Richard Nixon photo

The President's News Conference

July 27, 1972

THE PRESIDENT. Now we will go forward with some questions if you like, please.



[1.] Q. Mr. President, you have said that it is against U.S. policy to bomb the dikes and dams in North Vietnam. Yesterday, the State Department acknowledged there had been incidental and inadvertent damage from the bombing nearby.

My question is this: Is it worth the risk of possible flooding or of having world opinion turn against us to bomb military targets near the dikes and dams?

THE PRESIDENT. I think your question perhaps could be better answered by my discussing the policy toward bombing of civilian installations in North Vietnam generally, and then coming down to the specifics of your question, in giving the general answer.

Some of you who were in Texas with me will recall that that question was raised at the Connally Ranch1 and it was raised, actually, by an advocate of bombing dikes as to why we did not bomb dikes. And I said it had not been U.S. policy even before the bombing halt of 1968 to bomb the dikes, that it was not our policy now, that it would not be in the future, because it is the policy of the United States in all of its activities against North Vietnam to direct its attacks against military targets only.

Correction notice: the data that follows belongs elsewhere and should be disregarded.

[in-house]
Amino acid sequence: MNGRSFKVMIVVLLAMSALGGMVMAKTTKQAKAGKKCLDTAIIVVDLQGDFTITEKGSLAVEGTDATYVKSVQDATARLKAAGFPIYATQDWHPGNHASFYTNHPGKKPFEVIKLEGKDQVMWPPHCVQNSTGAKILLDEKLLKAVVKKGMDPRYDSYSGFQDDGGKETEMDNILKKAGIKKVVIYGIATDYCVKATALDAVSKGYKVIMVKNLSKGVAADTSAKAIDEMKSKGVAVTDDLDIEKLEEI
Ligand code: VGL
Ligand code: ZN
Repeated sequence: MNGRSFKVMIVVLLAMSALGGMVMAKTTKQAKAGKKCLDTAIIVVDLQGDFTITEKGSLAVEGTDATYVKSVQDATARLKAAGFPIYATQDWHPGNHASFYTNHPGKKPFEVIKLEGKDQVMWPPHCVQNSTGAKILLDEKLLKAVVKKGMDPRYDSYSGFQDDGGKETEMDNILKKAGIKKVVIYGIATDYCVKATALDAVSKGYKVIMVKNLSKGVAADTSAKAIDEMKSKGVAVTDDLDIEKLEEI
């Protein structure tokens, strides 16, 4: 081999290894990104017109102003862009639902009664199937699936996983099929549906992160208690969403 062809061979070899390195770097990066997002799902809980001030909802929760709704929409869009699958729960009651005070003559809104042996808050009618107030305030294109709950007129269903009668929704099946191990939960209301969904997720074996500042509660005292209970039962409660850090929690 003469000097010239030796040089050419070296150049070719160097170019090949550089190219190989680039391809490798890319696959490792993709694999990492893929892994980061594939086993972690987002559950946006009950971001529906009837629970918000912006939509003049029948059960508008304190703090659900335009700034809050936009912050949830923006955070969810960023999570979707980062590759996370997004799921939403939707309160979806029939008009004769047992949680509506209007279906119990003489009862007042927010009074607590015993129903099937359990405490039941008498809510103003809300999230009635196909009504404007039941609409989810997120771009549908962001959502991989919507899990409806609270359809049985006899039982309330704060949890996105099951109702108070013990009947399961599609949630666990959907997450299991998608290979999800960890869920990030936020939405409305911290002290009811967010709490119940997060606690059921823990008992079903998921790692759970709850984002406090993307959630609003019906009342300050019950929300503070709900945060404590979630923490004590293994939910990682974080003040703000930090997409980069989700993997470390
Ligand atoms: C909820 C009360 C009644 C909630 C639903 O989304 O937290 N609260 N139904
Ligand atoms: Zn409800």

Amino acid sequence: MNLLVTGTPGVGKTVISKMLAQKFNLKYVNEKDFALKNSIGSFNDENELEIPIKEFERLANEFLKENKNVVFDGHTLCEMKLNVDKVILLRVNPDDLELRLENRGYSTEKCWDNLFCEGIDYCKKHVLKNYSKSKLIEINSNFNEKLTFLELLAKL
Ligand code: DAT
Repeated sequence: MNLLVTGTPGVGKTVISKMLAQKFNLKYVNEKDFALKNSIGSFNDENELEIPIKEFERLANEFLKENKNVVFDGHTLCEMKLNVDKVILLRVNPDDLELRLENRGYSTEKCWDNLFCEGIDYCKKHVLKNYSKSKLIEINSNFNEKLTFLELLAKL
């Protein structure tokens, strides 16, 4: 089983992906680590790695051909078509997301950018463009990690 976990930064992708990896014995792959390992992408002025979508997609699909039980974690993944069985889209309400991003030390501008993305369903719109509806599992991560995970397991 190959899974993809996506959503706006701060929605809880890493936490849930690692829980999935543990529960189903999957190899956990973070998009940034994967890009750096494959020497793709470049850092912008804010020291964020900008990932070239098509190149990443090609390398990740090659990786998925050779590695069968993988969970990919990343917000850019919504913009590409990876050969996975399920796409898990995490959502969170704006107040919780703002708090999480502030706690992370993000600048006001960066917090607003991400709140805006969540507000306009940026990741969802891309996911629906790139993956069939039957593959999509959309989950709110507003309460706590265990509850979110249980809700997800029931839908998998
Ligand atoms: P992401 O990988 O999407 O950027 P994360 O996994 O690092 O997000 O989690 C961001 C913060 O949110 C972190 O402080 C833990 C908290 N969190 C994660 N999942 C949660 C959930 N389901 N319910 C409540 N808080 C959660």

1 See Item 134 [4.].

That was the policy in the sixties, and it is now the policy since we have had to resume the bombing for the purposes that I mentioned in my speech of May 8.